It doesn't take a Ph.D. in the dream sciences to recognize that I harbor a bit of iPhone separation anxiety (and, most likely, Twitter addiction). I suspect, however, that I'm not alone in my fear. In fact, having just co-authored "Mobile Dependence Day," the latest in the SUBSCRIBERS, FANS & FOLLOWERS research series, I can state with utmost certainty that smartphone separation anxiety is on the rise as we depend on this single device to manage so much of our personal, business, and social lives.
As teens come of age in this growing era of mobile dependence, it's interesting to note where their mobile priorities lie. Consider how 15-17 year olds' top five smartphone uses differ from those of our entire survey group:
|1. Texting (SMS)||Phone|
|2. Phone||Texting (SMS)|
|4. Listening to music ||Browsing the Internet|
These are not, however, the only functions teens are using. Just over half of teen smartphone users shared that they had checked in via a location-based service like Foursquare or Facebook Places. Right around 30% have used their smartphone to share an article via email and a similar number have "liked" a company on Facebook. Most telling, around 20% have used their smartphone to shop for a competitive price while in a retail store.
Just as their adult counterparts, smartphone-powered teens are evolving before our very eyes into savvy shoppers, location-aware consumers, and mobile addicts. Perhaps nowhere is that addiction more visible than when you ask teens what they'd give up in order to keep their smartphones:
Taken together, our findings suggest that teens will to continue to expand both the breadth and depth of their smartphone usage. The impact for marketers will be significant in at least five key ways:
1. Competition. In a mobile world, your message must compete not only against your direct competitors for attention, but also the myriad of text messages, phone calls, emails, push notifications, and apps that fill teens' smartphone screens. Strong brands help cut through the clutter, but ultimately, your messaging must be timely and relevant to stand the best chance of being seen and acted upon.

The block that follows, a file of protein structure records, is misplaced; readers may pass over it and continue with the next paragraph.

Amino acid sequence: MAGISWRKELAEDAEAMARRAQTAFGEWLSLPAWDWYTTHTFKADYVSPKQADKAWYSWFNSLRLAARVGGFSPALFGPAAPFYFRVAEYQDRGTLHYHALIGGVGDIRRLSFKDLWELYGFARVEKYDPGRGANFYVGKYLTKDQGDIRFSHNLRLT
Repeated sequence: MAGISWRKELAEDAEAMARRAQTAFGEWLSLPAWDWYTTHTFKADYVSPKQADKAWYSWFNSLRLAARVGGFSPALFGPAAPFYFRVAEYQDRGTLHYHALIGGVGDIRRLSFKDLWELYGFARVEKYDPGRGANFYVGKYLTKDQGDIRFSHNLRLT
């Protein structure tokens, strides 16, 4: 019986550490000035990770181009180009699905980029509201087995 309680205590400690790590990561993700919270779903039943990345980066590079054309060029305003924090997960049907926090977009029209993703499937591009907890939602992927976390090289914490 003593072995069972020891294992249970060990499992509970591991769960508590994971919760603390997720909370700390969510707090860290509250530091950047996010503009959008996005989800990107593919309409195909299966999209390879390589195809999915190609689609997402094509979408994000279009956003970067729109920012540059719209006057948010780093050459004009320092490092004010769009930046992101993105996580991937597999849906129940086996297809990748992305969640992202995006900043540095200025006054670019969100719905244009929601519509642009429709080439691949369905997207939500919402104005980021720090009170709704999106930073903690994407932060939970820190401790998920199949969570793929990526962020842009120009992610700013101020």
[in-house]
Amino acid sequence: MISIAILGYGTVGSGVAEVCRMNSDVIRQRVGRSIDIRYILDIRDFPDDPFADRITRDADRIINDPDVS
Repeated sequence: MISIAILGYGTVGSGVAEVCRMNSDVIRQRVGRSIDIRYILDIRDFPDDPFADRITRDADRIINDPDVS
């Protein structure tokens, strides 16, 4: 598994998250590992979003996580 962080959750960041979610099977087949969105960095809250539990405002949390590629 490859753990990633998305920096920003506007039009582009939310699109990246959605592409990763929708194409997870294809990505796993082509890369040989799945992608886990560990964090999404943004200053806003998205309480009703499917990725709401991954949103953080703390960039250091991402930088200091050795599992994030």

2. Presentation. Smartphones shrink your available space to convey your message. Make sure your team is designing with the mobile teen audience in mind. Failure to do so could leave you as the brand the smartphone forgot.
3. Location. Allowing people to check in on Foursquare, Gowalla or Facebook Places is not a location-based marketing strategy. Keep an eye out for how these and other services (Google Maps, Groupon, Living Social, etc.) evolve to let you draw smartphone-enabled teens from out of the cold and to your product or service.
If you have a physical presence, make sure you provide calls-to-engage with you via digital channels (email, SMS, Facebook, Twitter, etc.). While the sale is your ultimate goal, an opt-in that allows you to communicate directly and cost-effectively with your teen audience will help you generate future sales.
4. Function. Mobile isn't just a marketing channel, it's a customer service opportunity. Does your mobile website help teens find what they're looking for? Would they be better served with an app that pushes notifications to them? These are just some of the questions you should be asking to take full advantage of the functionality smartphones put in the palm of your teen consumers' hands.
5. Exclamation. Whether by "like," "share," "forward," or "tweet," the smartphone enables teens to share their excitement about your brand, product or service as they experience it. Help them shout about your greatness with QR codes, LBS check-in/out incentives, social media calls-to-action while they're in the moment. That's where the mobile magic lies.
If current trends hold, teen smartphone adoption and use will continue to grow exponentially over the next few years. Whether those teens will soon be dreaming of their smartphones falling into rivers remains to be seen, but one thing is certain: Marketers who don't prepare for a mobile teen majority will face some sleepless nights of their own making.